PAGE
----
US: Consumer Sentiment

Fri Jan 30 09:00:00 CST 2015

Consensus Consensus Range Actual Previous
Sentiment Index - Level 98.2 97.7 to 100.0 98.1 98.2

Consumer sentiment held on to its very strong surge at the beginning of the month, ending January at 98.1 vs the mid-month reading of 98.2 and compared against 93.6 in December. The current conditions component extended its first half gain to 109.3 vs 108.3 at mid-month and against 104.8 in December. The comparison with December points to strength for January consumer activity. The expectations component ends January at 91.0 vs 91.6 at mid-month and 86.4 in December. Price expectations are low, at 2.5 percent for 1-year expectations, up 1 tenth from mid-month but down 3 tenths from December, while 5-year expectations remain at 2.8 percent, unchanged from both mid-month and December. Consumer spirits are now very strong but have yet to translate to a similar pickup in consumer spending.

Market Consensus Before Announcement
The University of Michigan's consumer sentiment index was up 4.6 points in the mid-January reading to 98.2 for the highest level since January 2004. The expectations component, up 5.0 points to 91.6, was also at its highest level since January 2004 and reflects confidence in the outlook for jobs and income. The current conditions component, up 3.5 points to 108.3, was at its highest level since January 2007. This gain points to ongoing acceleration in consumer activity.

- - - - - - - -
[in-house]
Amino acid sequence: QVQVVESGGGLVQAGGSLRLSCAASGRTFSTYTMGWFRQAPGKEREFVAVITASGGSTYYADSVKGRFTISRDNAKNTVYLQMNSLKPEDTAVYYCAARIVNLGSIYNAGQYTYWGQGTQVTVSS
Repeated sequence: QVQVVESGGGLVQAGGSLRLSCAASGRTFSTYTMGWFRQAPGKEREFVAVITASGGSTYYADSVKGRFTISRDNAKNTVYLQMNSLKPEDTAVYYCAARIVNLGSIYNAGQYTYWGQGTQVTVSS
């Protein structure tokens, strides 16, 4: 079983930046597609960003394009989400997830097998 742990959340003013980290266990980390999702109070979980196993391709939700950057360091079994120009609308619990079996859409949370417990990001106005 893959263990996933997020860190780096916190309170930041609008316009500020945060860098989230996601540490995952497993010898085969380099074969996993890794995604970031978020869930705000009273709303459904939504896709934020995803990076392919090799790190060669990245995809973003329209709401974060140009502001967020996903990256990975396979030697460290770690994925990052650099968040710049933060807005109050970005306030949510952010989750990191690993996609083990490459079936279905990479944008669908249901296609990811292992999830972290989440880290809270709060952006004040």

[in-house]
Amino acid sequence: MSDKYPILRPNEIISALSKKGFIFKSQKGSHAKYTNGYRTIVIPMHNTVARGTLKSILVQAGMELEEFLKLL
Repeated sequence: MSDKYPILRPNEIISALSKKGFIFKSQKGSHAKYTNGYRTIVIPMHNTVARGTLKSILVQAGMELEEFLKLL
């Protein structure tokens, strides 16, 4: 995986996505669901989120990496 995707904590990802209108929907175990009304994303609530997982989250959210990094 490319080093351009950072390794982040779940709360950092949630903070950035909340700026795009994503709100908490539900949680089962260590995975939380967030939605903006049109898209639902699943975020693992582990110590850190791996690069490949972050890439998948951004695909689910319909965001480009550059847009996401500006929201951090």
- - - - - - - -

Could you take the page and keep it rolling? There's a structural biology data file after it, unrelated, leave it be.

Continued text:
The University of Michigan's Consumer Survey Center questions 500 households each month on their financial conditions and attitudes about the economy. Consumer sentiment is directly related to the strength of consumer spending. Consumer confidence and consumer sentiment are two ways of talking about consumer attitudes. Among economic reports, consumer sentiment refers to the Michigan survey while consumer confidence refers to The Conference Board's survey. Preliminary estimates for a month are released at mid-month. Final estimates for a month are released near the end of the month.

The pattern in consumer attitudes and spending is often the foremost influence on stock and bond markets. For stocks, strong economic growth translates to healthy corporate profits and higher stock prices. For bonds, the focus is whether economic growth goes overboard and leads to inflation. Ideally, the economy walks that fine line between strong growth and excessive (inflationary) growth. This balance was achieved through much of the nineties. For this reason alone, investors in the stock and bond markets enjoyed huge gains during the bull market of the 1990s. Consumer confidence did shift down in tandem with the equity market between 2000 and 2002 and then recovered in 2003 and 2004. More recently, the credit crunch and surge in gasoline prices led confidence downward in 2007. Despite a drop in gasoline prices, 2008 saw sentiment near record lows due to recession, a precipitous fall in stock prices, and fragile credit markets. However, consumer sentiment helped to confirm the easing of recession during 2009 as this index slowly rose from earlier lows. One should be aware that this report is released to private subscribers several minutes prior to release to the media. This may account for occasional market activity just prior to public release.

Consumer spending accounts for more than two-thirds of the economy, so the markets are always dying to know what consumers are up to and how they might behave in the near future. The more confident consumers are about the economy and their own personal finances, the more likely they are to spend. With this in mind, it's easy to see how this index of consumer attitudes gives insight to the direction of the economy. Just note that changes in consumer confidence and retail sales don't move in tandem month by month.